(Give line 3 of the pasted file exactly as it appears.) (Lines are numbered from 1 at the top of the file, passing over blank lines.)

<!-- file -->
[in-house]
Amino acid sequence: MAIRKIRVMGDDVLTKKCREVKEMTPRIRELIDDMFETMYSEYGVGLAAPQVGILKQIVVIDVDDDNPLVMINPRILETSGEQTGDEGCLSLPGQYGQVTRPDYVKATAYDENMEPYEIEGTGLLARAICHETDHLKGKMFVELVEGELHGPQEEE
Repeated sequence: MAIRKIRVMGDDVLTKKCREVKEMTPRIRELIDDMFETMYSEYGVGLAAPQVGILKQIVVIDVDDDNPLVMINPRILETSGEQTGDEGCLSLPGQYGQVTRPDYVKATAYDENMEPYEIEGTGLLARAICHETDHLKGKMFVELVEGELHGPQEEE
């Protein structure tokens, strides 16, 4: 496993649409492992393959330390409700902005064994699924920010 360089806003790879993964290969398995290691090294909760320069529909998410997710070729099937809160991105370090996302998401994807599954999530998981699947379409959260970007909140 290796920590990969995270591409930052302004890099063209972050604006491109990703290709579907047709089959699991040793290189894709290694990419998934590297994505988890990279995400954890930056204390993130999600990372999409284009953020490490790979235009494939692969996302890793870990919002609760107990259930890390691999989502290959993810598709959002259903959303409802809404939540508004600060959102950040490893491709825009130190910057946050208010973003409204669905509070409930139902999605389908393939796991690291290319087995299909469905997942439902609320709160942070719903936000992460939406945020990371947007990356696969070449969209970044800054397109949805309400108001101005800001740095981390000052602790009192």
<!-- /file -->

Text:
Repeated sequence: MAIRKIRVMGDDVLTKKCREVKEMTPRIRELIDDMFETMYSEYGVGLAAPQVGILKQIVVIDVDDDNPLVMINPRILETSGEQTGDEGCLSLPGQYGQVTRPDYVKATAYDENMEPYEIEGTGLLARAICHETDHLKGKMFVELVEGELHGPQEEE